Analysis—4: This response offers an insightful analysis of the source text and demonstrates a sophisticated understanding of the analytical task. In analyzing Bogard’s use of personal anecdote, allusions to art and history, and rhetorical questions, the writer is able to explain carefully and thoroughly how Bogard builds his argument over the course of the passage. For example, the writer offers a possible reason for why Bogard chose to open his argument with a personal anecdote, and is also able to describe the overall effect of that choice on his audience (In telling this brief anecdote, Bogard challenges the audience to remember a time where they could fully amass themselves in natural darkness void of artificial light. By drawing in his readers with a personal encounter…the author means to establish the potential for beauty, glamour, and awe-inspiring mystery that genuine darkness can possess…. This anecdote provides a baseline of sorts for readers to find credence with the author’s claims). The cogent chain of reasoning indicates an understanding of the overall effect of Bogard’s personal narrative both in terms of its function in the passage and how it affects his audience. This type of insightful analysis is evident throughout the response and indicates advanced analytical skill.
Writing—4: The response is cohesive and demonstrates highly effective use and command of language. The response contains a precise central claim (He effectively builds his argument by using personal anecdote, allusions to art and history, and rhetorical questions), and the body paragraphs are tightly focused on those three elements of Bogard’s text. There is a clear, deliberate progression of ideas within paragraphs and throughout the response. The writer’s brief introduction and conclusion are skillfully written and encapsulate the main ideas of Bogard’s piece as well as the overall structure of the writer’s analysis. There is a consistent use of both precise word choice and well-chosen turns of phrase (the natural magnificence of stars in a dark sky is definite, our world consumed by unnatural, vapid lighting, the affecting power of an untainted night sky). Moreover, the response features a wide variety in sentence structure and many examples of sophisticated sentences (By doing this, Bogard creates a dichotomy between Paris’ traditionally alluded-to name and the reality of what Paris is becoming – no longer “the city of light”, but more so “the city of light…before 2AM”). The response demonstrates a strong command of the conventions of written English. Overall, the response exemplifies advanced writing proficiency.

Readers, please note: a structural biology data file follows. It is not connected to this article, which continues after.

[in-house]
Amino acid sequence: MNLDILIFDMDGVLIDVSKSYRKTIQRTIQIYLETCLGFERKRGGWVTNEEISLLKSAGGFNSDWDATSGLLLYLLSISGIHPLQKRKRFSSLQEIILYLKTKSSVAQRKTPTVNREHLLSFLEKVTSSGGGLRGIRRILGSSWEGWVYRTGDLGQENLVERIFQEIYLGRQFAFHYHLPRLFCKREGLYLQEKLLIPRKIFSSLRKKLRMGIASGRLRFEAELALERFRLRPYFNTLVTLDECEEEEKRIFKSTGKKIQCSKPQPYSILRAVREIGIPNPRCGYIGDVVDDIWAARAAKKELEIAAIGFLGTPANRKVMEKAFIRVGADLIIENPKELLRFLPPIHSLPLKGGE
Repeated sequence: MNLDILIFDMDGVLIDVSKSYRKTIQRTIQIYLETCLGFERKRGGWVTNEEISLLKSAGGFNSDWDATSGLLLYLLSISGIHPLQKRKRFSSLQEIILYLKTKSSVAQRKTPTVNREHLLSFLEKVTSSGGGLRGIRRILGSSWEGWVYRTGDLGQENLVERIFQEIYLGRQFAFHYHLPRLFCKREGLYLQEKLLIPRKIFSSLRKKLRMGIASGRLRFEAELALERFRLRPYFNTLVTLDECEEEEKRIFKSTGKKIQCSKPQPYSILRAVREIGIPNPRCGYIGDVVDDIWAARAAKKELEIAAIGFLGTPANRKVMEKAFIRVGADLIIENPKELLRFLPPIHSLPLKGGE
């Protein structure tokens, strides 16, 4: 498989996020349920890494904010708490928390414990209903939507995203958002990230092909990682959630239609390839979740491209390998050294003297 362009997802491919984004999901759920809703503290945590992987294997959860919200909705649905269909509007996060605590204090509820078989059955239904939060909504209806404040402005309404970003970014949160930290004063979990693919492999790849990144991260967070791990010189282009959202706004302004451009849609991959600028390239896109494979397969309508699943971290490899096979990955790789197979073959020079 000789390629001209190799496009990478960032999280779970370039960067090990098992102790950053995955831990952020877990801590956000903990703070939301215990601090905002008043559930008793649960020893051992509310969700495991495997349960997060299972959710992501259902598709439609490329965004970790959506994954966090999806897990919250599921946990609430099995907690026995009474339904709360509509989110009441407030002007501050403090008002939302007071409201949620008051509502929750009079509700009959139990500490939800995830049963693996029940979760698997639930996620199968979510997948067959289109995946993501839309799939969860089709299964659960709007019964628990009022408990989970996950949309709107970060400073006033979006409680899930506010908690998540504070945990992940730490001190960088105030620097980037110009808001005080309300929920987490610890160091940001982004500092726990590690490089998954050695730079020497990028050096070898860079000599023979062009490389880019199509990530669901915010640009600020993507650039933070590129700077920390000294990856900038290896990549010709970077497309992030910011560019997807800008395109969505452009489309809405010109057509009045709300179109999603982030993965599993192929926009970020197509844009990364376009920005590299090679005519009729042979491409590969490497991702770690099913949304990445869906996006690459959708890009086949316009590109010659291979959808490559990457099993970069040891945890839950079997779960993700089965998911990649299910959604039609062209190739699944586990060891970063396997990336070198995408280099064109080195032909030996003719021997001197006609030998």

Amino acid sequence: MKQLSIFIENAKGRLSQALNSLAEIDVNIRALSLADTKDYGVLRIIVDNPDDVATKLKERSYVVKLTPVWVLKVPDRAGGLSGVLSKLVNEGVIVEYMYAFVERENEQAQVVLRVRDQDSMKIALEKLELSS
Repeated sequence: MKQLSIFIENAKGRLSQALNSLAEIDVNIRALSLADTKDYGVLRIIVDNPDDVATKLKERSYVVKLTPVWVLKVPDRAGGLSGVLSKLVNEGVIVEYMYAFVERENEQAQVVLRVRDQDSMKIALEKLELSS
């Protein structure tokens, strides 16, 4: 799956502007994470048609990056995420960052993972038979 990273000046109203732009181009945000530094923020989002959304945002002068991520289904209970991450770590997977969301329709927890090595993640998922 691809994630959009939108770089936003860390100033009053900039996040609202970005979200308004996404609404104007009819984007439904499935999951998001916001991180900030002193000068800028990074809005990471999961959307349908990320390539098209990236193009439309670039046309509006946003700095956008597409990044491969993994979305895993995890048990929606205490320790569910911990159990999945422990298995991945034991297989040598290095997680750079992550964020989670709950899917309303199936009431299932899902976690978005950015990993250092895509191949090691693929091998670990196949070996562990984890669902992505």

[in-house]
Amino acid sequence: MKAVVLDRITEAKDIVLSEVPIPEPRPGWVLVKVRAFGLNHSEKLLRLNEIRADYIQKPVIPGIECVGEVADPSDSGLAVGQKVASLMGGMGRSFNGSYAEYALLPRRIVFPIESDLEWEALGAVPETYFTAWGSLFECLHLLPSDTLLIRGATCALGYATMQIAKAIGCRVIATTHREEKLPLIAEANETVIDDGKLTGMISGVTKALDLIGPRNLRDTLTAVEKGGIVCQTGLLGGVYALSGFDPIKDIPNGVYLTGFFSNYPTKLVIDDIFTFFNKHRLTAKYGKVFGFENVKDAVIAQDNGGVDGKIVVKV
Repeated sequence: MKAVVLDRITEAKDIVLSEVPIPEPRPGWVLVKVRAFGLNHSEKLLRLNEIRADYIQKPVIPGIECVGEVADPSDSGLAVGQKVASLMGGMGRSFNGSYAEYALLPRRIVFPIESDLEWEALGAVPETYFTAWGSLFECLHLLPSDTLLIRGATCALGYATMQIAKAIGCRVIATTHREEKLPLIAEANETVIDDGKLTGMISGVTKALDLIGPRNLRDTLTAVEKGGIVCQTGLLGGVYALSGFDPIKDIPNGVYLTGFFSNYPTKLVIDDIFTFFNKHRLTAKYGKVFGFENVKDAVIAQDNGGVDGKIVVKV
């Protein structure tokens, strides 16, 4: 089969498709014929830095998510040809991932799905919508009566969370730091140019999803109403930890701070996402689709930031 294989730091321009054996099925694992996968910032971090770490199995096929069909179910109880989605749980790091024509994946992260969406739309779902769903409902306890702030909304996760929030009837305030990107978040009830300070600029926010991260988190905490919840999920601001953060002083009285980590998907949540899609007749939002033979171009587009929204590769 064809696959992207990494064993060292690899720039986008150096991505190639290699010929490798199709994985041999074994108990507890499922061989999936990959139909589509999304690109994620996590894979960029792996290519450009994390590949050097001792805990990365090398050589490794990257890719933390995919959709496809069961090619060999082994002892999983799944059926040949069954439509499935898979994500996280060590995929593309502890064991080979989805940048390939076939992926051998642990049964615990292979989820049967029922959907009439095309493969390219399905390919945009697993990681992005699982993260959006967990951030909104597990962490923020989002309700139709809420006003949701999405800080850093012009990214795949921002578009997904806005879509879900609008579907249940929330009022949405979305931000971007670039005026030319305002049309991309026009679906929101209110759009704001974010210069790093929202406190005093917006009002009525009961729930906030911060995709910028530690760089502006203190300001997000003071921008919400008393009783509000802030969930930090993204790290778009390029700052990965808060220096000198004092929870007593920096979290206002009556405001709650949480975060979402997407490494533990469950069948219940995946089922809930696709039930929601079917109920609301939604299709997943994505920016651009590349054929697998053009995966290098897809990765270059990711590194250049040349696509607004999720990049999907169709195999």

In response to our world’s growing reliance on artificial light, writer Paul Bogard argues that natural darkness should be preserved in his article “Let There be Dark.” He effectively builds his argument by using a personal anecdote, allusions to art and history, and rhetorical questions.
August 14, 2015
Write the author’s name, the title of the article, the main idea, and the organization of the essay.
Use a common phrase: “builds his argument,” establish, construct a case, defense.
Use a common adverb: “effectively,” convincingly, persuasively, coherently, cogently, eloquently.